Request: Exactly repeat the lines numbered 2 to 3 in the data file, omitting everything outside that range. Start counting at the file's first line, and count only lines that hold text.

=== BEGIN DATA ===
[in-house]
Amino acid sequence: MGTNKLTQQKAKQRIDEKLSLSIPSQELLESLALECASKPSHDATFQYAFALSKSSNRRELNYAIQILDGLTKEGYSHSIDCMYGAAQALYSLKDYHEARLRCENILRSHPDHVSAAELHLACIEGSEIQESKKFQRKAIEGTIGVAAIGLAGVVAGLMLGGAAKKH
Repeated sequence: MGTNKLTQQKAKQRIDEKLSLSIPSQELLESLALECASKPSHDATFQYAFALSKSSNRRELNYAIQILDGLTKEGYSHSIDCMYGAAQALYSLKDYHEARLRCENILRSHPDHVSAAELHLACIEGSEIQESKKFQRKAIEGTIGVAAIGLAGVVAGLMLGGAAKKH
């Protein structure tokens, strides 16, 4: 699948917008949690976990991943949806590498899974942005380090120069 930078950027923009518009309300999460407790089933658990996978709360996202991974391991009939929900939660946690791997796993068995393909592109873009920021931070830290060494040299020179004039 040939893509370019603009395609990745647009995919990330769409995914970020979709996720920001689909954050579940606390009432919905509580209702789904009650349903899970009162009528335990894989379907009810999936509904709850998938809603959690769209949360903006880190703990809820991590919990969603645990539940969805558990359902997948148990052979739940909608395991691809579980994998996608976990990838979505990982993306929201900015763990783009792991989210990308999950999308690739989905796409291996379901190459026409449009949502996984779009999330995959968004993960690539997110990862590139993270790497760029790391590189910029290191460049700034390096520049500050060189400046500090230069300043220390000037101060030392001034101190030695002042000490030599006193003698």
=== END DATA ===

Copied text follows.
Amino acid sequence: MGTNKLTQQKAKQRIDEKLSLSIPSQELLESLALECASKPSHDATFQYAFALSKSSNRRELNYAIQILDGLTKEGYSHSIDCMYGAAQALYSLKDYHEARLRCENILRSHPDHVSAAELHLACIEGSEIQESKKFQRKAIEGTIGVAAIGLAGVVAGLMLGGAAKKH
Repeated sequence: MGTNKLTQQKAKQRIDEKLSLSIPSQELLESLALECASKPSHDATFQYAFALSKSSNRRELNYAIQILDGLTKEGYSHSIDCMYGAAQALYSLKDYHEARLRCENILRSHPDHVSAAELHLACIEGSEIQESKKFQRKAIEGTIGVAAIGLAGVVAGLMLGGAAKKH